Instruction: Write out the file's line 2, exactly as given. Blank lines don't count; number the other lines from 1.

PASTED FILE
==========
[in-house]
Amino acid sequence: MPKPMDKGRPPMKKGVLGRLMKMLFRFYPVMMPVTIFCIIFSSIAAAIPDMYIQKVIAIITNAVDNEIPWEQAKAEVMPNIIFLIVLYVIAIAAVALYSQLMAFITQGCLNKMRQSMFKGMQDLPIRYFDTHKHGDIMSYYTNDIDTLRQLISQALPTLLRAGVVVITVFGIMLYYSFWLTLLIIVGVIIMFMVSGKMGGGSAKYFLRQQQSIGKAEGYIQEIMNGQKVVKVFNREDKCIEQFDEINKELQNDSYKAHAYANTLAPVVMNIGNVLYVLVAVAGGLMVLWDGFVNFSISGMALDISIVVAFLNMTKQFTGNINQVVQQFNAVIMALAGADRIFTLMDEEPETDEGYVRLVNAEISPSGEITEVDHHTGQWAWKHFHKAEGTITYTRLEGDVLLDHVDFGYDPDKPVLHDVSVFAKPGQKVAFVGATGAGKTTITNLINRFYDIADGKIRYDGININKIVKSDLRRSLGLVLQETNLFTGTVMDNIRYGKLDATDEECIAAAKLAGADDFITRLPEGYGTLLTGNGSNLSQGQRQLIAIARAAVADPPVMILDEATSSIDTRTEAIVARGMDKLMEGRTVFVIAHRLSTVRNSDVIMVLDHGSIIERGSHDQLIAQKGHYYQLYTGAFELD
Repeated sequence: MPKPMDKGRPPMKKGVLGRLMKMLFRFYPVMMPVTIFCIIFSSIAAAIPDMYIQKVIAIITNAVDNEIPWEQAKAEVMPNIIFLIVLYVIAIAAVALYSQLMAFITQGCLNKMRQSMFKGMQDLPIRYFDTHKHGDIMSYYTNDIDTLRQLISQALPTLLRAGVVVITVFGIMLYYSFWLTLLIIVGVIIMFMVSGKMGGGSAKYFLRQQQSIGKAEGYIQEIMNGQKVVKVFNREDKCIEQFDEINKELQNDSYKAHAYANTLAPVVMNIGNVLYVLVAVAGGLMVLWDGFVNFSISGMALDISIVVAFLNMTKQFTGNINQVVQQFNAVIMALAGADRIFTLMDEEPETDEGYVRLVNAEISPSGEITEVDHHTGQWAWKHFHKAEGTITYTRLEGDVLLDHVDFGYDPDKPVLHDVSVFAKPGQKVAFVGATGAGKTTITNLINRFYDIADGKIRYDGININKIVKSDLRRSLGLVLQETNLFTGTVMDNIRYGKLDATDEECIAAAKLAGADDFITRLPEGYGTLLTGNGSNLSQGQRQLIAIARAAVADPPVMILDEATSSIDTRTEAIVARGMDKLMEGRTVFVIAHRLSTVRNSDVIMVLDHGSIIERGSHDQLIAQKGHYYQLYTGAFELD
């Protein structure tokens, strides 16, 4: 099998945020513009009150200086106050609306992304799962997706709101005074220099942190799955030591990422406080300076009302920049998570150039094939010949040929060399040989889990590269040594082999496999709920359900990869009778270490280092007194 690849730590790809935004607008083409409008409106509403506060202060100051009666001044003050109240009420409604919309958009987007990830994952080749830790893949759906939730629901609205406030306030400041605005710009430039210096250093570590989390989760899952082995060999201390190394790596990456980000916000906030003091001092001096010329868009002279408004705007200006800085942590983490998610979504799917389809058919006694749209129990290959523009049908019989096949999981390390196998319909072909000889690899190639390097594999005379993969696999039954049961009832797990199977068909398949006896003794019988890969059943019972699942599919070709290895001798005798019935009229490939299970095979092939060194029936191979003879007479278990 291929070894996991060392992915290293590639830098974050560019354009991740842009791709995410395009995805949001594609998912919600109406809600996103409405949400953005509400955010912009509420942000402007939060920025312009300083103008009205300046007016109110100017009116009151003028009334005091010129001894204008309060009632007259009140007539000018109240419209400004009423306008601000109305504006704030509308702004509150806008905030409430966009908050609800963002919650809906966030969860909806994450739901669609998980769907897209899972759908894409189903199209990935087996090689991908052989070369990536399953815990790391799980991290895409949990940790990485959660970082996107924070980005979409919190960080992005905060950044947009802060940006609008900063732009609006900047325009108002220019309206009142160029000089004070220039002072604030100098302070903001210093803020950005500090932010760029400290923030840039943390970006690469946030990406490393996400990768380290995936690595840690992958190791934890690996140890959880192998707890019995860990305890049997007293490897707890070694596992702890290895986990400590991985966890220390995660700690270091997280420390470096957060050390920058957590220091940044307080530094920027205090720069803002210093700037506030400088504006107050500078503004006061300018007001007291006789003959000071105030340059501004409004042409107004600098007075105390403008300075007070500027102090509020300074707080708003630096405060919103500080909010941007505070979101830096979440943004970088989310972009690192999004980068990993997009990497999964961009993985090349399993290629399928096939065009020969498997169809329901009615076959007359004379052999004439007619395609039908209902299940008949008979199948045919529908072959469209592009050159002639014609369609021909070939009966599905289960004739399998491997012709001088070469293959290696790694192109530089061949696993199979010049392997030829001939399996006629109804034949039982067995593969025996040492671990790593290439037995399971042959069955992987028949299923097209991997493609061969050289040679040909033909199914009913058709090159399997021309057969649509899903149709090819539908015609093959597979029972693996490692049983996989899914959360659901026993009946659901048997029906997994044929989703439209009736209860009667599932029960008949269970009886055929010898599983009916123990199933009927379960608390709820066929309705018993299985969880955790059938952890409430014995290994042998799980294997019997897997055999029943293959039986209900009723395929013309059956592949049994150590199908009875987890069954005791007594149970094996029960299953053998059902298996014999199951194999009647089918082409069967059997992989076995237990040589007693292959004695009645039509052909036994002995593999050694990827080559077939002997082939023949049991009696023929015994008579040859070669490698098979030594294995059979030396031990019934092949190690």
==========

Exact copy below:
Amino acid sequence: MPKPMDKGRPPMKKGVLGRLMKMLFRFYPVMMPVTIFCIIFSSIAAAIPDMYIQKVIAIITNAVDNEIPWEQAKAEVMPNIIFLIVLYVIAIAAVALYSQLMAFITQGCLNKMRQSMFKGMQDLPIRYFDTHKHGDIMSYYTNDIDTLRQLISQALPTLLRAGVVVITVFGIMLYYSFWLTLLIIVGVIIMFMVSGKMGGGSAKYFLRQQQSIGKAEGYIQEIMNGQKVVKVFNREDKCIEQFDEINKELQNDSYKAHAYANTLAPVVMNIGNVLYVLVAVAGGLMVLWDGFVNFSISGMALDISIVVAFLNMTKQFTGNINQVVQQFNAVIMALAGADRIFTLMDEEPETDEGYVRLVNAEISPSGEITEVDHHTGQWAWKHFHKAEGTITYTRLEGDVLLDHVDFGYDPDKPVLHDVSVFAKPGQKVAFVGATGAGKTTITNLINRFYDIADGKIRYDGININKIVKSDLRRSLGLVLQETNLFTGTVMDNIRYGKLDATDEECIAAAKLAGADDFITRLPEGYGTLLTGNGSNLSQGQRQLIAIARAAVADPPVMILDEATSSIDTRTEAIVARGMDKLMEGRTVFVIAHRLSTVRNSDVIMVLDHGSIIERGSHDQLIAQKGHYYQLYTGAFELD